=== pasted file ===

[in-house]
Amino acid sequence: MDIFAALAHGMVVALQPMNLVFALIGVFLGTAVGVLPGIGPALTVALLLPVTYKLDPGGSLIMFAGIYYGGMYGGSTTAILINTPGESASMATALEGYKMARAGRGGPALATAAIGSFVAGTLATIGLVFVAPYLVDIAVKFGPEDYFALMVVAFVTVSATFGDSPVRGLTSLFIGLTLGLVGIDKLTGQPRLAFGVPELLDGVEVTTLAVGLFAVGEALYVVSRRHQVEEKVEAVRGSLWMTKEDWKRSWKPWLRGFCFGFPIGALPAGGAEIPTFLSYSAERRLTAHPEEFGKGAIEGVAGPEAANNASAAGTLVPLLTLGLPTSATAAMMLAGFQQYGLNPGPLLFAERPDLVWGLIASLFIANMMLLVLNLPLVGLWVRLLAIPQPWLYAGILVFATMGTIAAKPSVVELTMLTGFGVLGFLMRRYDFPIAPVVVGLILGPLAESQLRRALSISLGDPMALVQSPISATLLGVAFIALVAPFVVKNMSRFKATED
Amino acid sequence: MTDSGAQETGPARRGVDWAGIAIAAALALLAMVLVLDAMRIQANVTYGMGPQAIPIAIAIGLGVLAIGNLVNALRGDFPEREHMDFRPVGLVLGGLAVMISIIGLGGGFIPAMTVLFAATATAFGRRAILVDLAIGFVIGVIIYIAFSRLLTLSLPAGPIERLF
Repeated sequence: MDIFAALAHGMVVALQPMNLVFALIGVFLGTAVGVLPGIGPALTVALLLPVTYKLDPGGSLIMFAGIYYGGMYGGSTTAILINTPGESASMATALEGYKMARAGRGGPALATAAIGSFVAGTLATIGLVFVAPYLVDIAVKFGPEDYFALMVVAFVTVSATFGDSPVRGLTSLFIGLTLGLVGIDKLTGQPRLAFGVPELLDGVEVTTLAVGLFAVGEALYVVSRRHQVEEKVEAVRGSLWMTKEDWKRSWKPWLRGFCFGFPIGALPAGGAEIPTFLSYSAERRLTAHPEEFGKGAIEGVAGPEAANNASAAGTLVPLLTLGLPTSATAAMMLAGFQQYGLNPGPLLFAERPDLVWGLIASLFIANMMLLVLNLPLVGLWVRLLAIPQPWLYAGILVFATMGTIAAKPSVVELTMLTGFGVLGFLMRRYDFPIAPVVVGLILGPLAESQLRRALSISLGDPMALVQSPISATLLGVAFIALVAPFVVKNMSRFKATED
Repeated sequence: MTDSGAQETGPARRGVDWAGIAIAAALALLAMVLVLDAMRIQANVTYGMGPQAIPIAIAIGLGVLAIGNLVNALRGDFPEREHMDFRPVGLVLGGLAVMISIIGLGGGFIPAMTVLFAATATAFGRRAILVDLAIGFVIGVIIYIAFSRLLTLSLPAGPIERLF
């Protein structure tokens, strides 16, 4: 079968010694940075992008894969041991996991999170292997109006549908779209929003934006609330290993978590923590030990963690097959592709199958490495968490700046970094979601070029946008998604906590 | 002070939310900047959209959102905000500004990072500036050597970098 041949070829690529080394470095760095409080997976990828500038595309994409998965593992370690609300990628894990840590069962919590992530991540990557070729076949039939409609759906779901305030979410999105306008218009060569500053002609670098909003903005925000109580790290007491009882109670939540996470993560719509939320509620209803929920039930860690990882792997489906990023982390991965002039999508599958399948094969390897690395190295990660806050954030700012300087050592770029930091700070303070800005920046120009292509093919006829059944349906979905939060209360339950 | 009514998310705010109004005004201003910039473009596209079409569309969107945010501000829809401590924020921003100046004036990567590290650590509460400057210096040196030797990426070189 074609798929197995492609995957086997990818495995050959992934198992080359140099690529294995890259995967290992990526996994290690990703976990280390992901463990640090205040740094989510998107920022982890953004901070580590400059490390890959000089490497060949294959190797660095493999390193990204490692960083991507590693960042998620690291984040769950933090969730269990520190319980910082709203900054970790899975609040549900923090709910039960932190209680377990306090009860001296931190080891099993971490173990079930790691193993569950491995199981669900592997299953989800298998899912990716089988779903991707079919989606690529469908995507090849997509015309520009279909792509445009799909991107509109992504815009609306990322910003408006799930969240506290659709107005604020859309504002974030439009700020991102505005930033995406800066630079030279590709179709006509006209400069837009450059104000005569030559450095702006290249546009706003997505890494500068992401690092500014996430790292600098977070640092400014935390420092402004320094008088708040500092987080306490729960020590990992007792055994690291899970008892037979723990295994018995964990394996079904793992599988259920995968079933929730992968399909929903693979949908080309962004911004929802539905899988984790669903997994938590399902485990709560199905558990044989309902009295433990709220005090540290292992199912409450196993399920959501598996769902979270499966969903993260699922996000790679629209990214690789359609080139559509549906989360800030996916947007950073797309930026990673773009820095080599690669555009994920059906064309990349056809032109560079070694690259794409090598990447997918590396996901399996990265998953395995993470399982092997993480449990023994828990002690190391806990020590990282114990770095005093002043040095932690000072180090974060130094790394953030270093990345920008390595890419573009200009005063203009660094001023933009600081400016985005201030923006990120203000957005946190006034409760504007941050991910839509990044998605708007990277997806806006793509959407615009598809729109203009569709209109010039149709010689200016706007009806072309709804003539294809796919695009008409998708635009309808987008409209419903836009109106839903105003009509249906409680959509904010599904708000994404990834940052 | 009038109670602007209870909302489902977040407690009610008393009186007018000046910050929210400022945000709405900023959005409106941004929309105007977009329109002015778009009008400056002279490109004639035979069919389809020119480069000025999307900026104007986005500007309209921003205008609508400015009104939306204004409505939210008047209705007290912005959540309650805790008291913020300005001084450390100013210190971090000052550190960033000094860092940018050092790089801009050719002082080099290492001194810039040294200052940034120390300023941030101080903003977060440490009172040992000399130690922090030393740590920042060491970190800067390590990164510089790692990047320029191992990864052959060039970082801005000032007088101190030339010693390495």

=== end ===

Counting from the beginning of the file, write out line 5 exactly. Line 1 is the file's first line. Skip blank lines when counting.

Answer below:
Repeated sequence: MTDSGAQETGPARRGVDWAGIAIAAALALLAMVLVLDAMRIQANVTYGMGPQAIPIAIAIGLGVLAIGNLVNALRGDFPEREHMDFRPVGLVLGGLAVMISIIGLGGGFIPAMTVLFAATATAFGRRAILVDLAIGFVIGVIIYIAFSRLLTLSLPAGPIERLF